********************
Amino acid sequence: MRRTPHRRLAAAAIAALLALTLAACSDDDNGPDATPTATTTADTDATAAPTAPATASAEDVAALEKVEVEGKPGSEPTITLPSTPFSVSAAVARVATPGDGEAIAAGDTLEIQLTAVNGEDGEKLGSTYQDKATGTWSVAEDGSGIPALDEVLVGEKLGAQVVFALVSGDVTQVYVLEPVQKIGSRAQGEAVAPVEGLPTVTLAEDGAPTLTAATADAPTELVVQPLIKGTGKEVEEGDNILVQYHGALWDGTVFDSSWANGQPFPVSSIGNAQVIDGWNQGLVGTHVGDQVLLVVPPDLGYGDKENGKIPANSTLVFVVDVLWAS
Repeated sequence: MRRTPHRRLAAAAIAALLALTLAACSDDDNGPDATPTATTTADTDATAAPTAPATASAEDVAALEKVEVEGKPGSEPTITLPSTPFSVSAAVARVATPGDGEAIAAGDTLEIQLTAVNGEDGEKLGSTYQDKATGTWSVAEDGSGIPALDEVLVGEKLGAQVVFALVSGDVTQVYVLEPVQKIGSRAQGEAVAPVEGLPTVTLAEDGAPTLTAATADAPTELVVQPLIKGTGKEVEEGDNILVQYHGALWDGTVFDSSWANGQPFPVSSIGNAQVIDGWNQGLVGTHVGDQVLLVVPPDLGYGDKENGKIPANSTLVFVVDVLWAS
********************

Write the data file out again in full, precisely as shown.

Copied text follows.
Amino acid sequence: MRRTPHRRLAAAAIAALLALTLAACSDDDNGPDATPTATTTADTDATAAPTAPATASAEDVAALEKVEVEGKPGSEPTITLPSTPFSVSAAVARVATPGDGEAIAAGDTLEIQLTAVNGEDGEKLGSTYQDKATGTWSVAEDGSGIPALDEVLVGEKLGAQVVFALVSGDVTQVYVLEPVQKIGSRAQGEAVAPVEGLPTVTLAEDGAPTLTAATADAPTELVVQPLIKGTGKEVEEGDNILVQYHGALWDGTVFDSSWANGQPFPVSSIGNAQVIDGWNQGLVGTHVGDQVLLVVPPDLGYGDKENGKIPANSTLVFVVDVLWAS
Repeated sequence: MRRTPHRRLAAAAIAALLALTLAACSDDDNGPDATPTATTTADTDATAAPTAPATASAEDVAALEKVEVEGKPGSEPTITLPSTPFSVSAAVARVATPGDGEAIAAGDTLEIQLTAVNGEDGEKLGSTYQDKATGTWSVAEDGSGIPALDEVLVGEKLGAQVVFALVSGDVTQVYVLEPVQKIGSRAQGEAVAPVEGLPTVTLAEDGAPTLTAATADAPTELVVQPLIKGTGKEVEEGDNILVQYHGALWDGTVFDSSWANGQPFPVSSIGNAQVIDGWNQGLVGTHVGDQVLLVVPPDLGYGDKENGKIPANSTLVFVVDVLWAS